Peter Hook has said there should be a permanent memorial to Ian Curtis in Manchester following the removal of a mural to the late Joy Division musician.
Earlier this week, a advertisement for Manchester rapper Aitch was placed over a much loved mural of Curtis in the city’s Northern Quarter. Aitch said he would “fix” the issue saying he had no idea that the advertisement was being placed over the mural.
The mural, based on a photo of Curtis taken by Philippe Carly, was painted by Manchester street artist Akse P19. It debuted in 2020 in collaboration with music and mental health festival Headstock to raise awareness around mental health issues, and was supported by Manchester Council.
“I don’t just choose locations for billboards, this is the first time I’ve seen it myself. Getting fixed as we speak,” rapper Aitch said in response to the move.
In a separate tweet, Aitch added: “It’s come to light that the iconic Ian Curtis mural on Port Street has been painted over with my album artwork. This is the first time I’ve heard of this, me and my team are getting this fixed pronto. No way on earth would I want to disrespect a local hero like Ian.”
Now, Peter Hook, co-founder of Joy Division with Curtis, said the singer and late band manager Tony Wilson should be honoured with permanent memorials in the city.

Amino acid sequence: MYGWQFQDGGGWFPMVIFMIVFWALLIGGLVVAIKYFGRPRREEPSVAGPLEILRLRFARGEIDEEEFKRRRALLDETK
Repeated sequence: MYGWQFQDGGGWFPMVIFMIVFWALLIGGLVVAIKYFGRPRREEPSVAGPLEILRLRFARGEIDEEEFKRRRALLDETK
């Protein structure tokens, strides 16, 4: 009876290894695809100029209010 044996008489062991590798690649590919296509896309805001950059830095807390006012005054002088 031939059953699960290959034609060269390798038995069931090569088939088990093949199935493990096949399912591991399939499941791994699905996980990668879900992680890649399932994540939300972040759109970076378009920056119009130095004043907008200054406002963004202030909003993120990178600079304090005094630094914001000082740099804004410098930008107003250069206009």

“We have to bear in mind that it is an advertising site, it was paid for by Mental Health Day for a certain period,” Hook said in response to the news (via BBC).
“Business moves on and so it’s no wonder Aitch didn’t know about it as it was probably done by the company who looks after his advertising,” he continued. “I feel sorry for the guy because he was so hurt by the obvious reaction, it was a terrible situation for him.”
Speaking to BBC 5Live’s Colin Murray, Hook said he was there when the painting was finished by artist Aske P19 and said losing the mural was a “sad occurrence”.
“I was there with him [Akse P19] as he was finishing off the portrait,” he said. “People were coming from all over the place to see it…One of Ian Curtis’s cousins came, who I hadn’t met, and it was amazing because I had to bring Aksie over and say to him ‘look at how you’ve caught him’, because the cousin had the same mannerisms and the intensity in his eyes, which was one of the wonderful things about Ian.
“That mural did stand for a lot… I wouldn’t have liked to have been the guy painting over Ian knowing that area of Manchester, it is just a sad occurrence. I suppose in a funny way maybe it will spur someone on to celebrate these people [Curtis and Wilson] in Manchester or Salford,” Hook added.
“I’ve been campaigning for years to put a statue off Tony Wilson in Manchester and Ian Curtis in Macclesfield,” he said, addressing the permanent memorial Macclesfield made to Curtis earlier this year – which Hook himself unveiled.
Speaking about the idea of a statue in Manchester, Hook said: “Maybe I’ll push it… see if we can spur something on.”
Artist Aske P19 also addressed what happened to the mural in a post on social media.
“It had become a cultural landmark and meant so much to people from Manchester and beyond,” Akse P19 wrote in an Instagram post about the mural being painted over. “It doesn’t take much common sense to understand that this mural should have remained for what it represented and stood for.”